The path to ordain women in the Free Methodist Church seemed to stall with the death of B.T. Roberts after the 1890 General Conference. Yet, the battle wasn’t over. In 1898 the Free Methodist Church for the first time appointed four bishops – Wilson Hogg (aka Hogue), G.W. Coleman, E.P. Hart and Walter Sellew. Sellew is the forgotten advocate for women’s ministry. Yet, without his support I believe recognition of women’s contributions within the denomination would have taken even longer to occur. While women were not granted the right to ordained elders within the denomination until 1974, they were granted … Continue reading Walter Sellew’s Phamplet “Why Not?”: A Logical Defense on Women’s Ordination

Who is Ida Gage?

Ida Gage is one of many forgotten Free Methodist women evangelists of the late nineteenth and early twentieth centuries. However, while Ida might have been overlooked in the larger denominational histories, her legacy lives on through her speech at the 1890 General Conference and the debate on ordaining women. In 1890 Ida wasn’t a licensed evangelist. She was just a member of the denomination who had previous experience preaching in Michigan, and was responding to a call to serve within the Free Methodist denomination. By 1892 she was “on supply,” meaning she was traveling and preaching for the Ohio Free … Continue reading Who is Ida Gage?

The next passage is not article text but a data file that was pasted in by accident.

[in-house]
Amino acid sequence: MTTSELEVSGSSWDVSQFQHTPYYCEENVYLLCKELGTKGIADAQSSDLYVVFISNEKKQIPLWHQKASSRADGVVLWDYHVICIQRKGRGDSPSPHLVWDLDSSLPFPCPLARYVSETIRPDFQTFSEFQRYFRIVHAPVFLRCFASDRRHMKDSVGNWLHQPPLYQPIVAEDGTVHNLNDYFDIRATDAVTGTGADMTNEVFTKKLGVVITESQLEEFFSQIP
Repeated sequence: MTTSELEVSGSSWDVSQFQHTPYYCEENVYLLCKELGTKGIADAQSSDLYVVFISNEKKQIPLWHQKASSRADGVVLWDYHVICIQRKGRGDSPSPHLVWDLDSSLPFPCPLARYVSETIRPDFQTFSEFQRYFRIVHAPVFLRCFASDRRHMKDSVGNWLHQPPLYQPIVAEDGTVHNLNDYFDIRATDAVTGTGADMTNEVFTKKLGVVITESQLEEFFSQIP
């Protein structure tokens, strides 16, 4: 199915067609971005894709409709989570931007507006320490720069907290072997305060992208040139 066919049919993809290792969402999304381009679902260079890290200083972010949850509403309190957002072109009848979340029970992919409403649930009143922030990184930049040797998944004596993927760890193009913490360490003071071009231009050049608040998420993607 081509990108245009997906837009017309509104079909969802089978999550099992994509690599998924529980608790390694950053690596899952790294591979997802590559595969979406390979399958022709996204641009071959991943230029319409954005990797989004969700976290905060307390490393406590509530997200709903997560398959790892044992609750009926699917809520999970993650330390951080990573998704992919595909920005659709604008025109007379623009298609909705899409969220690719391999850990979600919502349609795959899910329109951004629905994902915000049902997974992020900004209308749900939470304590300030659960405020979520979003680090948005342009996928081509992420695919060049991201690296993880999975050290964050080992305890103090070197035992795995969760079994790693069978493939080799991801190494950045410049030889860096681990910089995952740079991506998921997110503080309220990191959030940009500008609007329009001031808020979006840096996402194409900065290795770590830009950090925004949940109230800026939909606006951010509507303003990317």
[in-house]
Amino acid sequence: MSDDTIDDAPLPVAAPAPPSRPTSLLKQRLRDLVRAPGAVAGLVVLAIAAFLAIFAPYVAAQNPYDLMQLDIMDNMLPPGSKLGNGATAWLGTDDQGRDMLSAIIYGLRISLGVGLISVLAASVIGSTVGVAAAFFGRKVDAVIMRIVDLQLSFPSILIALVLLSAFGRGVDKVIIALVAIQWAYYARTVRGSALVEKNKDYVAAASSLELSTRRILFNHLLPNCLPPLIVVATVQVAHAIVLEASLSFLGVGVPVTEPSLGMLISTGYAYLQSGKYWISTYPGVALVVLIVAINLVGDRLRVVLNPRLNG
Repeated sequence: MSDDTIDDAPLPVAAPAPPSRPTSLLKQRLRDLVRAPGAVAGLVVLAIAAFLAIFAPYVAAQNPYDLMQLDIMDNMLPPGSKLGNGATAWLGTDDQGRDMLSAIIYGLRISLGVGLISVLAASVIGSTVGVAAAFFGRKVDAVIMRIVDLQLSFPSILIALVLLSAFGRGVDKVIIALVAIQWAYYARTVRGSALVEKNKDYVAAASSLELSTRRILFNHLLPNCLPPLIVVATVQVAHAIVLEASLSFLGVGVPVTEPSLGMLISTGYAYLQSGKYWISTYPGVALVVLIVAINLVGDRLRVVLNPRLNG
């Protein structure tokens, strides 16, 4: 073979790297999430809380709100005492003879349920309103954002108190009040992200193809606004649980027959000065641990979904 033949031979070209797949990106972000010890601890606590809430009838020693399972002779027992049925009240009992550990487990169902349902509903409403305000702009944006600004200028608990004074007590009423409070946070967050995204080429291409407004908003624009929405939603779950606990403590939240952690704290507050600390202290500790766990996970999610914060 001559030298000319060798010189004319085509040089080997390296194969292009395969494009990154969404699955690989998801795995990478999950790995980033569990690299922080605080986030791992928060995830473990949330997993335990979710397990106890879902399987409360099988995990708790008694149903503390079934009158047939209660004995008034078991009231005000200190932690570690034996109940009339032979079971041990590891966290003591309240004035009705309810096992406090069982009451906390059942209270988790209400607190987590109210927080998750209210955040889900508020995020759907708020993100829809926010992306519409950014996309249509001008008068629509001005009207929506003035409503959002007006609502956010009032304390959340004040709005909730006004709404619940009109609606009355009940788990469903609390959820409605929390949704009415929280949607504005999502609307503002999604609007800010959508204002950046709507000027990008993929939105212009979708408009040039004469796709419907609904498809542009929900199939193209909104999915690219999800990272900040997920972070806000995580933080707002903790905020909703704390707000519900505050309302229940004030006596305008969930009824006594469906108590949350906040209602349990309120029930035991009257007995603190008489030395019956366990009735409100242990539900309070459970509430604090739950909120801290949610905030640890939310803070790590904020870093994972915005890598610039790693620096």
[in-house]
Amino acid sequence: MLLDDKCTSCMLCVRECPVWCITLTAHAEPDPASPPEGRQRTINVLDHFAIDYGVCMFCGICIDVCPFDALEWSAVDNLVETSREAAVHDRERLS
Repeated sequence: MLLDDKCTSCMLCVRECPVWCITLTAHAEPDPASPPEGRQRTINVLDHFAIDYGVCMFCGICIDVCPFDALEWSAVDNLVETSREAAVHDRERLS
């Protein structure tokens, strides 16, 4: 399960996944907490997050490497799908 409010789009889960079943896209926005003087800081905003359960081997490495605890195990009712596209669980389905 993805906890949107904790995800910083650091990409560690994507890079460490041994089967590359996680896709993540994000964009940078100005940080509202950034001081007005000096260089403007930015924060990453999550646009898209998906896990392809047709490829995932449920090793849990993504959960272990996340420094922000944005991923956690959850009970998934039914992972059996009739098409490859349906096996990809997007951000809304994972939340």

The Monsterous Regiment Attacks Women in Ministry

In The Monstrous Regiment of Women the Gunn brothers attempt to evoke the language of the Old Testament prophets and warn America of impending doom if they do not return to the gender roles that are laid out in a literal interpretation of the Bible. The film repeatedly references specific God-ordained gender roles that are not open for interpretation. Women are mothers and homemakers and husbands earn money and lead the family – no negotiation.  Even Christian ministry is considered a role that women cannot fulfill. According to the Christian patriarchy movement a woman’s home is her ministry and anything … Continue reading The Monsterous Regiment Attacks Women in Ministry

Fighting for Gender Equality in the 1880s “Free Methodist”